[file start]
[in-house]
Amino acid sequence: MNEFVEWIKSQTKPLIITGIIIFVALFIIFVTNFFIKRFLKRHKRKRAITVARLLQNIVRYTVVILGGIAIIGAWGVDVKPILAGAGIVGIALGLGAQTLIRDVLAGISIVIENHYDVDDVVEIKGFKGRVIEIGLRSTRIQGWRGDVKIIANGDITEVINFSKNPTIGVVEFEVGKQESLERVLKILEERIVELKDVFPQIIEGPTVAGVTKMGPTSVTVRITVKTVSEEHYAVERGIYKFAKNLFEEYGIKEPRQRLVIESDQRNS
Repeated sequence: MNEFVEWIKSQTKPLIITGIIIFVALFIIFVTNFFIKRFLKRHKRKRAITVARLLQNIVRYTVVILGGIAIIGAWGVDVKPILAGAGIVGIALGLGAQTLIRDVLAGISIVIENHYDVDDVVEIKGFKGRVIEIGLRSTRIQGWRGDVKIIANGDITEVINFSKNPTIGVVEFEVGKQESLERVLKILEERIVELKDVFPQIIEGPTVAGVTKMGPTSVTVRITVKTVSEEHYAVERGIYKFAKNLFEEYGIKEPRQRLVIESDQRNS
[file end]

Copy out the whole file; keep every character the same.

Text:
[in-house]
Amino acid sequence: MNEFVEWIKSQTKPLIITGIIIFVALFIIFVTNFFIKRFLKRHKRKRAITVARLLQNIVRYTVVILGGIAIIGAWGVDVKPILAGAGIVGIALGLGAQTLIRDVLAGISIVIENHYDVDDVVEIKGFKGRVIEIGLRSTRIQGWRGDVKIIANGDITEVINFSKNPTIGVVEFEVGKQESLERVLKILEERIVELKDVFPQIIEGPTVAGVTKMGPTSVTVRITVKTVSEEHYAVERGIYKFAKNLFEEYGIKEPRQRLVIESDQRNS
Repeated sequence: MNEFVEWIKSQTKPLIITGIIIFVALFIIFVTNFFIKRFLKRHKRKRAITVARLLQNIVRYTVVILGGIAIIGAWGVDVKPILAGAGIVGIALGLGAQTLIRDVLAGISIVIENHYDVDDVVEIKGFKGRVIEIGLRSTRIQGWRGDVKIIANGDITEVINFSKNPTIGVVEFEVGKQESLERVLKILEERIVELKDVFPQIIEGPTVAGVTKMGPTSVTVRITVKTVSEEHYAVERGIYKFAKNLFEEYGIKEPRQRLVIESDQRNS